BFD: Have you read any other self-published books that don’t suck?
JB: Nietzsche self-published Beyond Good and Evil. That book didn’t suck.
BFD: True, dat. Whether they care to admit it or not, most librarians are frustrated authors; What should they do with their impossible dreams?
JB: First, pause with a cup of coffee (or a beer) as you stand before a wide-open space and ask the question, “Why do I want to write this book?” If your answer is, “Because I have an idea, and I enjoy thinking about the human condition, and I don’t mind spending hours upon hours writing and re-writing paragraphs and sentences so that I can find the right rhythms and words, and I’m content to be alone for substantial portions of my life to ponder character and motivation and metaphor and the poetry of language…” then sit down and do the work. If it’s any other reason, reconsider. You almost never see a mosh-pit at an author reading these days.
BFD: Talk to me about Merton, the main character.
JB: I wanted the main character to be on the underdog/slacker edge of the everyman spectrum; there are good people named Merton working in feed stores and bowling alleys across the country. The name Merton felt right.
BFD: What’s next?
JB: The next book is about an academic who researches anomalous phenomena and a mystery from the netherworld. It’s about serial murder. It’s about making sense of senseless acts. I think Dante and C.G. Jung would approve. The working title is The Underlying Order of All Things.
BFD: It’s Halloween time; you must have some creepy titles to share since you wrote one of the creepiest things I’ve ever read. Also, what’s the ultimate book for dudes?
JB: Each of my picks presents a world where the perversion of an idea realizes a state of life that is darker and more disturbing than any nightmare simply because the state is possible (or, as is the case with Blood Meridian—and also McCarthy’s Child of God—a matter of historical fact). All these books are haunting directives of “Do Not Enter.” With the exception of McCammon, the authors (also check out Evenson’s Last Days), understand that language can produce gravitational pull that will suck you to the edge of an event horizon. As for the ultimate book for dudes? Dude, Moby Dick!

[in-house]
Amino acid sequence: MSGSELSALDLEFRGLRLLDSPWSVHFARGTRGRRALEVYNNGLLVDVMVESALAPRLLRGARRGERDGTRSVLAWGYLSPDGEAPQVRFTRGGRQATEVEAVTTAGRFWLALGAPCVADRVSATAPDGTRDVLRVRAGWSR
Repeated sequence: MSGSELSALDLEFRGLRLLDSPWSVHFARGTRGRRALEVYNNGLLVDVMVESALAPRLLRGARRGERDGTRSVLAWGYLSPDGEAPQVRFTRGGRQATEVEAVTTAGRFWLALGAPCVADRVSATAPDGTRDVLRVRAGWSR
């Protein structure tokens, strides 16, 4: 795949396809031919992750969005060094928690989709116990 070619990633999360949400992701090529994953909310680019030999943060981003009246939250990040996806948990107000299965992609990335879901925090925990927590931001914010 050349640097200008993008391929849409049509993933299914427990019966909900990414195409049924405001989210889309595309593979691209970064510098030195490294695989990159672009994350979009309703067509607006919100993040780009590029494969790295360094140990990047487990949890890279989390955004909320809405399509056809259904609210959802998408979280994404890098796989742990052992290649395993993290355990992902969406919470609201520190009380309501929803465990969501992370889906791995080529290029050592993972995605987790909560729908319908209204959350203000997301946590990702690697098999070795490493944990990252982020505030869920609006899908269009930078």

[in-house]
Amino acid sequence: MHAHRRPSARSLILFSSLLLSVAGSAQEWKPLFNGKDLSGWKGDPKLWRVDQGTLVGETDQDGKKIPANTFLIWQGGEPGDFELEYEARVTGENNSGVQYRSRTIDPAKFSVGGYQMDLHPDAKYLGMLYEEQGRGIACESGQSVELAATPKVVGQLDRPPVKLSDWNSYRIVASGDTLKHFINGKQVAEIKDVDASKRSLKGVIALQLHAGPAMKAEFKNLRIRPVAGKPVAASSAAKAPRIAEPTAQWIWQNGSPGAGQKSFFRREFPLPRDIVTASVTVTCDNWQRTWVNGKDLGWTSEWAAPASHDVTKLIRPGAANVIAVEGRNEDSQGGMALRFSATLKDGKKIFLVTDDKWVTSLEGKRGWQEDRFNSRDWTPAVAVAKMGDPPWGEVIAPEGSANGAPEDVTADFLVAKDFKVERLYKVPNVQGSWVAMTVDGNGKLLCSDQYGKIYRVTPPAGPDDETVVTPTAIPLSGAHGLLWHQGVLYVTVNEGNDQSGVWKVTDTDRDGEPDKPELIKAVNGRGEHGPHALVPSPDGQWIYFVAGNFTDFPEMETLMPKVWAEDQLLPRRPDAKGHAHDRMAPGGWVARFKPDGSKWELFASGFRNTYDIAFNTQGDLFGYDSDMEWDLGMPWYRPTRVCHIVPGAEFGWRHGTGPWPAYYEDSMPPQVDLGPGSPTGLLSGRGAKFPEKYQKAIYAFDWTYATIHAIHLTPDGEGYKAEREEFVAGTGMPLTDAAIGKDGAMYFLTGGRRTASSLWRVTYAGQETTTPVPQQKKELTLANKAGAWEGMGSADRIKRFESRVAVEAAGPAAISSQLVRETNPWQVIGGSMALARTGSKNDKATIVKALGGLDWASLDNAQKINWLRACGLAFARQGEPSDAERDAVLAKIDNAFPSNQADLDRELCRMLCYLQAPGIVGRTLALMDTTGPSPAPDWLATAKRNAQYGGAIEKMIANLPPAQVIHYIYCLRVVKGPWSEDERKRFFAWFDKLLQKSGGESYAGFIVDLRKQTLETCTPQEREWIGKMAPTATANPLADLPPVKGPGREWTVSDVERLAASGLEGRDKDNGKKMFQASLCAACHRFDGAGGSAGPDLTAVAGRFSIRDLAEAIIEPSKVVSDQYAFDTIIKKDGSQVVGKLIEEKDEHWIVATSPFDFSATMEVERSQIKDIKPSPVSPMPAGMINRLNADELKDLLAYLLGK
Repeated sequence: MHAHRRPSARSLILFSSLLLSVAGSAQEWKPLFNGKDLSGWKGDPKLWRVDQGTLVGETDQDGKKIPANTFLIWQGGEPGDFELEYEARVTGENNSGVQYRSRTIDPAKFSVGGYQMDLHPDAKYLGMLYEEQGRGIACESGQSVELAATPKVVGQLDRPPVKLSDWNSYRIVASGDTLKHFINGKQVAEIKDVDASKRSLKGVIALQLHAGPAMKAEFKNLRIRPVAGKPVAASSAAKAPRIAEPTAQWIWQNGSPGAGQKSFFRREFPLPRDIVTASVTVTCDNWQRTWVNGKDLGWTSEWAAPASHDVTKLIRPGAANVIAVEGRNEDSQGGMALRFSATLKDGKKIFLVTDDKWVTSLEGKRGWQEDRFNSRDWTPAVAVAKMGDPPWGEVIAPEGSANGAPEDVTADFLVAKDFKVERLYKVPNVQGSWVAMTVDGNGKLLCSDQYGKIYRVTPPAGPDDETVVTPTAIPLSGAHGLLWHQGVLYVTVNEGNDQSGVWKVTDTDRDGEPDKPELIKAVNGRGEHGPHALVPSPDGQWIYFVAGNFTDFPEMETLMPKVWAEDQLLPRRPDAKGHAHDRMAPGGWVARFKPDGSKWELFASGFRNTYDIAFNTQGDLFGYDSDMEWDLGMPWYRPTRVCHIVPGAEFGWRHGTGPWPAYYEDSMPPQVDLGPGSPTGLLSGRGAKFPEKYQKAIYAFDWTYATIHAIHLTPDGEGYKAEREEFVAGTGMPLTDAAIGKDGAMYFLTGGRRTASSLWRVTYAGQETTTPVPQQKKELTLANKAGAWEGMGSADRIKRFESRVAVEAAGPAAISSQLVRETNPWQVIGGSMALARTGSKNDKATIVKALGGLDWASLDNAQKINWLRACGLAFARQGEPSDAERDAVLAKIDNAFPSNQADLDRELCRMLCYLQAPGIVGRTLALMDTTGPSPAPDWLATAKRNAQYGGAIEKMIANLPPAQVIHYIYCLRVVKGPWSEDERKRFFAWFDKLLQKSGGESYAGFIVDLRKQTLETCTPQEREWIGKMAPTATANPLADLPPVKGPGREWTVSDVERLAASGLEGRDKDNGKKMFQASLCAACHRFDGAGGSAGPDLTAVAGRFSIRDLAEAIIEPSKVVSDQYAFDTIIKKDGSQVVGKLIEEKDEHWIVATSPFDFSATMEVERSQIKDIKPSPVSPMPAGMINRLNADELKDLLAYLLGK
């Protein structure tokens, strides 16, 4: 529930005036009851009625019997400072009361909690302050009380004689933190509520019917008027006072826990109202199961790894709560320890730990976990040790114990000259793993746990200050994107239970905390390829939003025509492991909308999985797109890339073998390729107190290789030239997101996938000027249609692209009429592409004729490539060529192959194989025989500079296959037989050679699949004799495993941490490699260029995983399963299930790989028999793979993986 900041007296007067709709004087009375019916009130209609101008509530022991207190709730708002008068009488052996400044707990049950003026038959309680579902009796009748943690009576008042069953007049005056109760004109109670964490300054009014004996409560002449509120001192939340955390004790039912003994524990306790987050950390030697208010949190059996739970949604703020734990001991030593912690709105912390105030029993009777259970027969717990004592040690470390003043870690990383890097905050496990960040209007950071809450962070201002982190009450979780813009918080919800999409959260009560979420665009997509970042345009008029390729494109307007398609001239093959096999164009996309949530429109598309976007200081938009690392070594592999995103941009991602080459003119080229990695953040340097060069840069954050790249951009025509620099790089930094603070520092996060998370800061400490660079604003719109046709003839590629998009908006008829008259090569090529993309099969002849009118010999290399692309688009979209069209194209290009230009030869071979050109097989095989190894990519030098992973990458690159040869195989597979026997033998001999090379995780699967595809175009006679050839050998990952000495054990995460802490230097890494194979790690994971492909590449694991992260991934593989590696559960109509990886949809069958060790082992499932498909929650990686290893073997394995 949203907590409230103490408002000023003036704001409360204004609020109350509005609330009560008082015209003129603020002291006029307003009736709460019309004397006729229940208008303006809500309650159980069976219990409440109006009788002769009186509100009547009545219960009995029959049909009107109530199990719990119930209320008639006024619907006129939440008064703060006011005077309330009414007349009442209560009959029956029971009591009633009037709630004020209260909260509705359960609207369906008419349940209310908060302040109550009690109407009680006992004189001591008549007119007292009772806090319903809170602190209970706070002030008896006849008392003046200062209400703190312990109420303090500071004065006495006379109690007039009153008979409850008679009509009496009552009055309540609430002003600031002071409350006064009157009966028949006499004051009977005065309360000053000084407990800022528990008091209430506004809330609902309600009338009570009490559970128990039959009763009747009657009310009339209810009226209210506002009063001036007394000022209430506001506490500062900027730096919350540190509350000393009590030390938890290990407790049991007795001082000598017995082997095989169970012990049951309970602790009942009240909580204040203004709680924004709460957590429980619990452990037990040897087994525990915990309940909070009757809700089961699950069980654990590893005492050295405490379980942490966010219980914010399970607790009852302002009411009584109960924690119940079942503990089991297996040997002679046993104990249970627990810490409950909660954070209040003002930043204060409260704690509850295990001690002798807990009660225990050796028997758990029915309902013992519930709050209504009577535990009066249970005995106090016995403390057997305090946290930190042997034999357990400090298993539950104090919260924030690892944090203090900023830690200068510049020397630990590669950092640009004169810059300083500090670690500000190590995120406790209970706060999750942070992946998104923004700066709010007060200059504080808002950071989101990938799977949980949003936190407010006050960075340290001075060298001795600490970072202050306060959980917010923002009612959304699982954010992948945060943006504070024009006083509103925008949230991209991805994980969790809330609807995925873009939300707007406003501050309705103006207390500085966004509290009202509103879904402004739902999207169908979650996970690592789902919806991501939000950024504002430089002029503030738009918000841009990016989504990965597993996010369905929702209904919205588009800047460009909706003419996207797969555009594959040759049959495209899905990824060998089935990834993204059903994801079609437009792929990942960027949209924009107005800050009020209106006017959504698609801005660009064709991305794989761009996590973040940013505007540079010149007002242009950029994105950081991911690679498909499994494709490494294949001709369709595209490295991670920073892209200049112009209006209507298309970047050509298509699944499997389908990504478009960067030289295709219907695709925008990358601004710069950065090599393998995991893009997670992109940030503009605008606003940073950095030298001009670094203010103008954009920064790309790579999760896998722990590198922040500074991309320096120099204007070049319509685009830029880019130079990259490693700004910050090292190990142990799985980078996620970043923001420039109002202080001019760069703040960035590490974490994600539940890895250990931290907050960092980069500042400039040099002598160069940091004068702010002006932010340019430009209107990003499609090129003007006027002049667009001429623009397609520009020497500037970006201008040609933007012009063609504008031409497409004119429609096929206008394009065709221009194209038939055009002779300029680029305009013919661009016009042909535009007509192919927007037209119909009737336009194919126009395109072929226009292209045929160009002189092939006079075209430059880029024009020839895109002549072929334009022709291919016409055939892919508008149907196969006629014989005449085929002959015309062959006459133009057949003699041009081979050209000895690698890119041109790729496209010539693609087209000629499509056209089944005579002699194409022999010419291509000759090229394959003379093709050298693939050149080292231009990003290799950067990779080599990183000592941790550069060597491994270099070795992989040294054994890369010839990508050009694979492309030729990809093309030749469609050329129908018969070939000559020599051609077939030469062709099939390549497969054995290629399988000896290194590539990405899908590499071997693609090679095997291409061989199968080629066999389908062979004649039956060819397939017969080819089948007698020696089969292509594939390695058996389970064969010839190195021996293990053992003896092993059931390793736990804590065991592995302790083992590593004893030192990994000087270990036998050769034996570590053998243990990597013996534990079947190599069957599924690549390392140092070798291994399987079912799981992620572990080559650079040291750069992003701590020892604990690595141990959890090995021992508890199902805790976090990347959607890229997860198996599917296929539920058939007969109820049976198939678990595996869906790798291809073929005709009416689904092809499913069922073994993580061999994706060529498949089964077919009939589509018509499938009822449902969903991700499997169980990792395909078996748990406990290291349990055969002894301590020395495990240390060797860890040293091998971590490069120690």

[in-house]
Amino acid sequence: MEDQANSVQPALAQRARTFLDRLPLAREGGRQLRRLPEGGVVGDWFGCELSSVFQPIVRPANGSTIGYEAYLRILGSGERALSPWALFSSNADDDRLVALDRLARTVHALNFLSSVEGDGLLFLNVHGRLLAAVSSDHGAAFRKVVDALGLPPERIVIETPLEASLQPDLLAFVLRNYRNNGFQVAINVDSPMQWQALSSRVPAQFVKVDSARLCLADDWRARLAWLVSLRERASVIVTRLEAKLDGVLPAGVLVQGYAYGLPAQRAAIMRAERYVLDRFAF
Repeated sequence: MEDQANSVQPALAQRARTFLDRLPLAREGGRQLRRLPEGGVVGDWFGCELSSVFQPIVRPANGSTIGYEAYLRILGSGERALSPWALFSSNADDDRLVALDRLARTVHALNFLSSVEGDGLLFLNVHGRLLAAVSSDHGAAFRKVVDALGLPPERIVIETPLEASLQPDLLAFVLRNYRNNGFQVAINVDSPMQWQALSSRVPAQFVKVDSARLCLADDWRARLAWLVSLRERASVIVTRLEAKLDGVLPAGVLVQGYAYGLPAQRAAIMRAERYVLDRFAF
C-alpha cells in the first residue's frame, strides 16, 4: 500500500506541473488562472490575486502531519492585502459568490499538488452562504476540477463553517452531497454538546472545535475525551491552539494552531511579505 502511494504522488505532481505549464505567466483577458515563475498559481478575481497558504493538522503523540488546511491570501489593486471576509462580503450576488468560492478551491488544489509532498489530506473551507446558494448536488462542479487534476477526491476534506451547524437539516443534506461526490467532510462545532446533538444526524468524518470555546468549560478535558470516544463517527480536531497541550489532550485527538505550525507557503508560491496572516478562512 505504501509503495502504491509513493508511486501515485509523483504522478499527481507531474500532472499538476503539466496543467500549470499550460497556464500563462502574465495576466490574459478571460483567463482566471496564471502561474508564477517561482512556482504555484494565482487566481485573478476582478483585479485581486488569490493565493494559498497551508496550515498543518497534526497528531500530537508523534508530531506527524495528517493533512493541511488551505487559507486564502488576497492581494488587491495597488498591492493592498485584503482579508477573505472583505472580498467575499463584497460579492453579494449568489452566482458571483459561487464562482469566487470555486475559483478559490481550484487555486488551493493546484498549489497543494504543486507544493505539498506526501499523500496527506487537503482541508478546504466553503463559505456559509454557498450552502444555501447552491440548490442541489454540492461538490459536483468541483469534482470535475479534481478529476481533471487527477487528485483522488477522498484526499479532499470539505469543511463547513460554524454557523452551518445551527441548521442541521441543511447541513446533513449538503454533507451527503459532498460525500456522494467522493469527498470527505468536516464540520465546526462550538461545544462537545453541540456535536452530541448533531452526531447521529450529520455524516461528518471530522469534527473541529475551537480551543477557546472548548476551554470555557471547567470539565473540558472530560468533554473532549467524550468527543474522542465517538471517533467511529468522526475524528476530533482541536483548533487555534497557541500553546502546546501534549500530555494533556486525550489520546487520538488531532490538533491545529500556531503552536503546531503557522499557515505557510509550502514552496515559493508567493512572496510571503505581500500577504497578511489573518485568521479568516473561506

Melville, Herman. Moby Dick, or The Whale. 2002 2nd ed. 726p. Norton. ISBN 9780393972832. pap. $15. F
If you factor in “savages” with harpoons, Ishmael the outsider, a megalomaniac captain hell-bent on revenge, and the white whale with all of its symbolic potential, you’ve got a story that essentially taps into all of the primal dude urges. Apart from the mastery of that work (which Melville described as “a draft of a draft”) I appreciate that Moby Dick was a project born from the influence of Shakespeare. After notable success with his early South Pacific novels (Typee, Omoo) a wealthy merchant in Melville’s town opened up his personal library to the young writer. Melville read Shakespeare for the first time and suddenly felt disdain for his early works. He wanted to write a huge and compelling drama with all of the emotional and symbolic richness that prose fiction could sustain. Moby Dick was an attempt to throw back the tectonic plates (of his own making) that had encroached on his career. Moby Dick is a volcanic eruption of literary effort.